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次へ: Model of the environment 上へ: Model Composition by Lagrange 戻る: Model Composition by Lagrange


The performance of speech recognizers trained with clean speech degrades when used in noisy environment, due to mismatch between training and testing conditions. The difference between training and testing conditions may result from background noise, channel distortion, speaker's stress and other factors as well. A number of techniques have been developed to deal with this robustness issue, that can be broadly categorized into robust front-ends, multiple microphones, enhancement techniques and model-based compensation schemes. This paper deals with the model-based or HMM composition approach as considered in works [2] by Varga et al., [3] by Martin et al. and [4] by Gales and Young. Model composition method estimates the model for noisy acoustical environment by combining clean HMM and noise HMM, and thus reduces the mismatch between training and testing conditions.

Parallel Model Combination (PMC) [4,5] has been an effective method to cope with the robustness issue, and has been extensively studied. Many variations of PMC exist that attempt to estimate noise-adapted model from clean speech HMM and noise HMM. However, an accurate estimation of model parameters by PMC involves numerical integration, which is computationally very expensive. Data-driven PMC [6], that is based on generating samples of corrupted speech vectors by Monte-Carlo simulation, is sufficiently accurate compared to numerical integration, but still slow. Other approximations such as log-normal, log-add and log-max are computationally efficient, but less accurate [7]. Further, PMC log-normal approximation, that is most commonly used, assumes that the sum of two log-normally distributed random variables is itself log-normally distributed [5].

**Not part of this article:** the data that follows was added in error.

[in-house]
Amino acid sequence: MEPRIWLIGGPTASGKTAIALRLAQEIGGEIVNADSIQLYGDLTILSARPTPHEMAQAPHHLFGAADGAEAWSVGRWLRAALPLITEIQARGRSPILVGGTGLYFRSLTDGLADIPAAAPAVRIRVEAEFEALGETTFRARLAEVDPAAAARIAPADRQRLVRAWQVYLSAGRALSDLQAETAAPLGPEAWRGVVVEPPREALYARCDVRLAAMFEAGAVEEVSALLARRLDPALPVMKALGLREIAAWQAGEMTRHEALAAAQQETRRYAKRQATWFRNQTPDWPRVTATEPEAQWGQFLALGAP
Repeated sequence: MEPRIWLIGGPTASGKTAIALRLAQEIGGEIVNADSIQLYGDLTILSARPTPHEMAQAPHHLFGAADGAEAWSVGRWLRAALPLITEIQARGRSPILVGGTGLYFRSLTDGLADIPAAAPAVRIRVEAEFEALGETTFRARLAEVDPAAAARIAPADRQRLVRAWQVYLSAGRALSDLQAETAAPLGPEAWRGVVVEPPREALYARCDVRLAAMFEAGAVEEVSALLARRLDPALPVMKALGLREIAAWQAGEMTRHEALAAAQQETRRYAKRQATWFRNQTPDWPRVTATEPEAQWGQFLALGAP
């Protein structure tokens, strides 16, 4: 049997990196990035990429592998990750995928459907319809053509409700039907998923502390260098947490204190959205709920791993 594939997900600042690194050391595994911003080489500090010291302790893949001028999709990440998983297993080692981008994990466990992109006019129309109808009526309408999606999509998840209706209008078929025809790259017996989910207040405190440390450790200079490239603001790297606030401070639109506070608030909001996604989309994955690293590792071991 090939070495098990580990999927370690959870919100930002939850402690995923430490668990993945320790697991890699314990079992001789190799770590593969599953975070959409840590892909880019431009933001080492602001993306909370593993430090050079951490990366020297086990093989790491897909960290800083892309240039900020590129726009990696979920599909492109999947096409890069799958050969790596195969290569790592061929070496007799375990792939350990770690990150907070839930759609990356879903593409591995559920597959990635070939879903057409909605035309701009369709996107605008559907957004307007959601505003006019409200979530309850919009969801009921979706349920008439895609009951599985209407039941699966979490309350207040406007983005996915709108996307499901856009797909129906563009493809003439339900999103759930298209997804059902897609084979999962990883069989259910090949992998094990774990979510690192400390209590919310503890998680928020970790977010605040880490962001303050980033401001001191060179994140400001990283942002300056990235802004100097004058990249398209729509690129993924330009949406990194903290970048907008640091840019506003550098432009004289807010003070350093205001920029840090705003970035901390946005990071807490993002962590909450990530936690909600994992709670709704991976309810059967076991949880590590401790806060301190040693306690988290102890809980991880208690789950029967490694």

図 1: Model of the acoustical environment.

Jacobian approach to model adaptation, proposed by Sagayama et al. in [8], attempts to compensate model by Jacobian matrices with the difference between assumed and observed noise cepstra. However efficient and effective, the method requires some training data, and assumes that cepstral difference and variance of mixtures stay within the linearity range.

Use of neural network (NN) for combining clean speech HMM and noise HMM has been investigated in [9]. Neural networks are used to learn the non-linearity involved in combination, and thus to produce noise-adapted HMM, by using clean speech HMM, noise HMM and SNR as inputs. Neural networks need to be trained first, using a set of input and output HMMs. Output HMM for training is obtained by a combination of MLLR, MAP and VFS adaptation techniques for a particular combination of inputs, viz. clean speech HMM, noise HMM and SNR[9]. The method has been found to be effective, however it involves building large number of sample output noisy HMMs and training of NNs, that is slow, computationally inefficient and a tedious task.

Vector Taylor Series (VTS) [10,11] is yet another approach to combine the models by approximating the non-linear relationship between speech and noise with a truncated vector Taylor series. However, other polynomials optimized to approximate the parameters of distribution can give better result than the Taylor series [11].

In this paper, we approximate the non-linear function governing the relationship between speech and noise by a Lagrange polynomial, and then estimate the model parameters for noisy speech. The accuracy of the approximation is compared with other methods, and the performance of the Lagrange Polynomial Approximation method is also evaluated on a speaker-dependent isolated word recognition task.

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次へ: Model of the environment 上へ: Model Composition by Lagrange 戻る: Model Composition by Lagrange